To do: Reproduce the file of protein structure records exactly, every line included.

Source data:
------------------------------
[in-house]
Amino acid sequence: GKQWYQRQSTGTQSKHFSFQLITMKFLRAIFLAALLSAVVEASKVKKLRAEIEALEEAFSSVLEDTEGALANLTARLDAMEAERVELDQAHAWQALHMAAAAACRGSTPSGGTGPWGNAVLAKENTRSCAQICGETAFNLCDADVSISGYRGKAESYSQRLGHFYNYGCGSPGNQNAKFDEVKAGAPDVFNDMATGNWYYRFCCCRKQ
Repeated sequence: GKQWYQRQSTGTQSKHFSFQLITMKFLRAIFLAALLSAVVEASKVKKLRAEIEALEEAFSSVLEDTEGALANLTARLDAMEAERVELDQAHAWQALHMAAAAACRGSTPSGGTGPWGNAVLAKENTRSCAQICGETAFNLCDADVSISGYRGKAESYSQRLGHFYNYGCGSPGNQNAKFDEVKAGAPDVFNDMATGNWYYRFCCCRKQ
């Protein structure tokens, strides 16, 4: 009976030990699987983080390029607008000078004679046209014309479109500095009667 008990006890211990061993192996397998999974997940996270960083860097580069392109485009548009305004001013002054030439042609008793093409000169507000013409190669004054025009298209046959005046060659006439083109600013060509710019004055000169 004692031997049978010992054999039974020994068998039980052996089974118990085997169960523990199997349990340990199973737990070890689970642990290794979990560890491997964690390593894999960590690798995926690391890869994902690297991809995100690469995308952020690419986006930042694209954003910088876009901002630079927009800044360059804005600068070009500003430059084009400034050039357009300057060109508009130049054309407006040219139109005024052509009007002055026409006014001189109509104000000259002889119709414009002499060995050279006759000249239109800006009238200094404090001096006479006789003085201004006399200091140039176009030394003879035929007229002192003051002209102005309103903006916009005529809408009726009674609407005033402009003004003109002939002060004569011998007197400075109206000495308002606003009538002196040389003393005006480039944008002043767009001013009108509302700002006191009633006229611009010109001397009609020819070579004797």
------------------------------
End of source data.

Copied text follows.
[in-house]
Amino acid sequence: GKQWYQRQSTGTQSKHFSFQLITMKFLRAIFLAALLSAVVEASKVKKLRAEIEALEEAFSSVLEDTEGALANLTARLDAMEAERVELDQAHAWQALHMAAAAACRGSTPSGGTGPWGNAVLAKENTRSCAQICGETAFNLCDADVSISGYRGKAESYSQRLGHFYNYGCGSPGNQNAKFDEVKAGAPDVFNDMATGNWYYRFCCCRKQ
Repeated sequence: GKQWYQRQSTGTQSKHFSFQLITMKFLRAIFLAALLSAVVEASKVKKLRAEIEALEEAFSSVLEDTEGALANLTARLDAMEAERVELDQAHAWQALHMAAAAACRGSTPSGGTGPWGNAVLAKENTRSCAQICGETAFNLCDADVSISGYRGKAESYSQRLGHFYNYGCGSPGNQNAKFDEVKAGAPDVFNDMATGNWYYRFCCCRKQ
């Protein structure tokens, strides 16, 4: 009976030990699987983080390029607008000078004679046209014309479109500095009667 008990006890211990061993192996397998999974997940996270960083860097580069392109485009548009305004001013002054030439042609008793093409000169507000013409190669004054025009298209046959005046060659006439083109600013060509710019004055000169 004692031997049978010992054999039974020994068998039980052996089974118990085997169960523990199997349990340990199973737990070890689970642990290794979990560890491997964690390593894999960590690798995926690391890869994902690297991809995100690469995308952020690419986006930042694209954003910088876009901002630079927009800044360059804005600068070009500003430059084009400034050039357009300057060109508009130049054309407006040219139109005024052509009007002055026409006014001189109509104000000259002889119709414009002499060995050279006759000249239109800006009238200094404090001096006479006789003085201004006399200091140039176009030394003879035929007229002192003051002209102005309103903006916009005529809408009726009674609407005033402009003004003109002939002060004569011998007197400075109206000495308002606003009538002196040389003393005006480039944008002043767009001013009108509302700002006191009633006229611009010109001397009609020819070579004797």